NASA Cassini Spacecraft April 3 Course Adjustment was Successful
April 4, 2002
Guy Webster/JPL (818) 354-6278
NASA's Cassini spacecraft successfully completed a course adjustment April 3 during its journey toward Saturn.
The maneuver was designed using new procedures the mission will employ for course adjustments while orbiting Saturn. The spacecraft fired its main engine for 9.8 seconds to accomplish the maneuver.
Cassini is in good health. As of April 28, it will have traveled 3 billion kilometers (about 1.9 billion miles) since its launch in October 1997. It will reach Saturn on July 1, 2004.
This week's engine burn, just the 13th since launch and the first since February 2001, was planned both for tweaking Cassini's trajectory and for routine maintenance of the propulsion system. To keep fuel-lines flowing freely, engineers do not allow Cassini to go much more than one year between engine firings, said Earl Maize, Cassini spacecraft operations team manager at NASA's Jet Propulsion Laboratory, Pasadena, Calif.
During its orbital tour at Saturn, Cassini will need to fire its main engine for trajectory correction maneuvers as frequently as once every five days. Until now, the tasks in preparing and executing each maneuver were spread out over as much as three weeks.
"We streamlined the process this time," said JPL systems engineer Joel Signorelli, leader of the maneuver-design team.
The team used new software that automates some of the preparatory steps. Then, within a nine-hour span of two-way communications between Cassini and NASA's Deep Space Network, safety checks were performed, commands were sent to the spacecraft, the engine ran for the prescribed time, and engineering data confirming the successful burn were sent down. Scientific instruments monitoring the space environment around the spacecraft continued to gather data during the procedure, which will be a valuable capability during the orbital tour but had not been attempted during previous flight path correction maneuvers.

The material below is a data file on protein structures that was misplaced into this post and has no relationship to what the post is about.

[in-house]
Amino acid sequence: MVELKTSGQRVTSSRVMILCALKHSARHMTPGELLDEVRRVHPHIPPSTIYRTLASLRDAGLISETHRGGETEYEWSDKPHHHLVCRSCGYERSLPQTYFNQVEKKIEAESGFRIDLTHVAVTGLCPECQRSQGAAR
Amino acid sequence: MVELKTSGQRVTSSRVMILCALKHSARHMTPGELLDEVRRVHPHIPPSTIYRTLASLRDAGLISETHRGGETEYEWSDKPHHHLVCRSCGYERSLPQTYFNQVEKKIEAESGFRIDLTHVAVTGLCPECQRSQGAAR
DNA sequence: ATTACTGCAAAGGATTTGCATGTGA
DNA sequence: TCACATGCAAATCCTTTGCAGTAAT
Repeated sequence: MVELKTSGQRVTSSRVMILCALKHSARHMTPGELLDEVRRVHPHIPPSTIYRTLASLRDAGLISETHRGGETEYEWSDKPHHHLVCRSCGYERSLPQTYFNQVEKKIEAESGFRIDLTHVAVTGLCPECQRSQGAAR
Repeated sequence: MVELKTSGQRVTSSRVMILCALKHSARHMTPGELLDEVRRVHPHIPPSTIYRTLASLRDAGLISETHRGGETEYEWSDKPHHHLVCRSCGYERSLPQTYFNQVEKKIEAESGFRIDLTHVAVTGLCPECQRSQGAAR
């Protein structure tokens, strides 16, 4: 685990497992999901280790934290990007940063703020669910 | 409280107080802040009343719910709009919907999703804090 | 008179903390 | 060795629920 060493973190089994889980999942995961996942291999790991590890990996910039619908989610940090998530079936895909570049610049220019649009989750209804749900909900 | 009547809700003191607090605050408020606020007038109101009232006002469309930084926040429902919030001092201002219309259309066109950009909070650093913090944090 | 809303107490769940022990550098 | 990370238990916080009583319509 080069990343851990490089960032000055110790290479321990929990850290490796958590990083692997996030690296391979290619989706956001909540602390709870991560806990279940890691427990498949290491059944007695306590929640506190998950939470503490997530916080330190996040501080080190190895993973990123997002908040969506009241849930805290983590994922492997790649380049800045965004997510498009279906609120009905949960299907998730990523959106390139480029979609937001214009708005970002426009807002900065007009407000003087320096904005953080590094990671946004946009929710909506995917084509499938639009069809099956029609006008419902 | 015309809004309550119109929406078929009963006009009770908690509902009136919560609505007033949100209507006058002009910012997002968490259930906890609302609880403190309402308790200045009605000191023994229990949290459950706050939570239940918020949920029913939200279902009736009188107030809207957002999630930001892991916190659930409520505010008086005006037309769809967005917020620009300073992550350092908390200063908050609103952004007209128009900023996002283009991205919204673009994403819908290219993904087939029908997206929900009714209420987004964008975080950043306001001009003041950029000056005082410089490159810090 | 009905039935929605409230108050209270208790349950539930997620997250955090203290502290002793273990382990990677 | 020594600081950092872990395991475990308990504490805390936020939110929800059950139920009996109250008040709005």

The engine applies 445 newtons (100 pounds) of force to the 5-ton spacecraft. "It's about like me pushing on a school bus," Maize said. The next burn planned for Cassini will be a flight path correction maneuver in May 2003.
Nearly six months after it begins orbiting Saturn, Cassini will release its piggybacked Huygens probe for descent through the thick atmosphere of the moon Titan on Jan. 14, 2005. Cassini-Huygens is a cooperative mission of NASA, the European Space Agency and the Italian Space Agency. JPL, a division of the California Institute of Technology in Pasadena, manages the mission for NASA's Office of Space Science, Washington, D.C. Additional information about Cassini-Huygens is available online at http://saturn.jpl.nasa.gov .
Additional information about Cassini is available online at:
Cassini will reach Saturn on July 1, 2004, and release its piggybacked Huygens probe about six months later for descent through the thick atmosphere of the moon Titan on Jan. 14, 2005. Cassini-Huygens is a cooperative mission of NASA, the European Space Agency and the Italian Space Agency. JPL, a division of the California Institute of Technology in Pasadena, manages the mission for NASA's Office of Space Science, Washington, D.C.
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